Sharpen Your Graphic Edge

People have always been visual thinkers and learners. It's said that the advent of computers, video games, tv commercials, etc. have made us considerably more dependent on visual input for our critical thinking process than ever before. Yet visual signposts are not new to the human condition. In medieval Europe a page could identify the colors and design of a stranger's tunic from half a mile. Ancient caves possess the earliest examples of graphic design, and Greece, home to Gods and Goddesses, has mathematically elegant temples devoted to depictions of graphic and classic design like the iconic Greek key.

All photographic images require a thoughtful graphic quality to be successful. In wedding photography, for example, the graphic elements usually feature the vertical lines of the people contrasted by the horizontals of the pews, red carpets, or dress trains. Professional photographers use composition and light to make a graphic statement, often manipulating the graphic design of an image so it has an edge that hijacks and holds hostage a viewer's attention.

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Keeping your visually graphic edge and attempting new ideas is work. Great design doesn't jump in front of you and lie down at your feet in a neatly wrapped package. It is something you have to search for, wait for, and be ready for.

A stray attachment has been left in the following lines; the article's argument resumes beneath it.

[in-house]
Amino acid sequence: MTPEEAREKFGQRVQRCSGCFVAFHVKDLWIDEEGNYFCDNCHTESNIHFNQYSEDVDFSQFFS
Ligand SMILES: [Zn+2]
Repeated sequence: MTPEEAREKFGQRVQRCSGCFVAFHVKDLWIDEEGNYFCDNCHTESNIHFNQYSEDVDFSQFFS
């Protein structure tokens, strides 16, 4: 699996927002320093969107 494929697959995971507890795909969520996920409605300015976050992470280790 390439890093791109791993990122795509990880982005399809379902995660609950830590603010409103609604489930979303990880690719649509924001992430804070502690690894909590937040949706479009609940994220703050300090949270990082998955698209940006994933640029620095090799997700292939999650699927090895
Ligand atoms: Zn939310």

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Be patient. Wait for the moment when the graphic quality of the photo smacks you upside the head visually. Cookie cutter, formula driven photography makes life easier but it does nothing to advance a design aesthetic that delights your audience or clients. By definition, method photography stifles the surprise and spontaneity of the finished piece.

Do whatever it takes to freshen up your design perspective. Look up. Look down. Go wide angle. Go macro. Be proactive in honing the steel edge of your design arsenal. Stay current - put yourself in the path of inspiration.

Image copyright: Will Sherwood,
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Filed under: Photo Extras April 22, 2009
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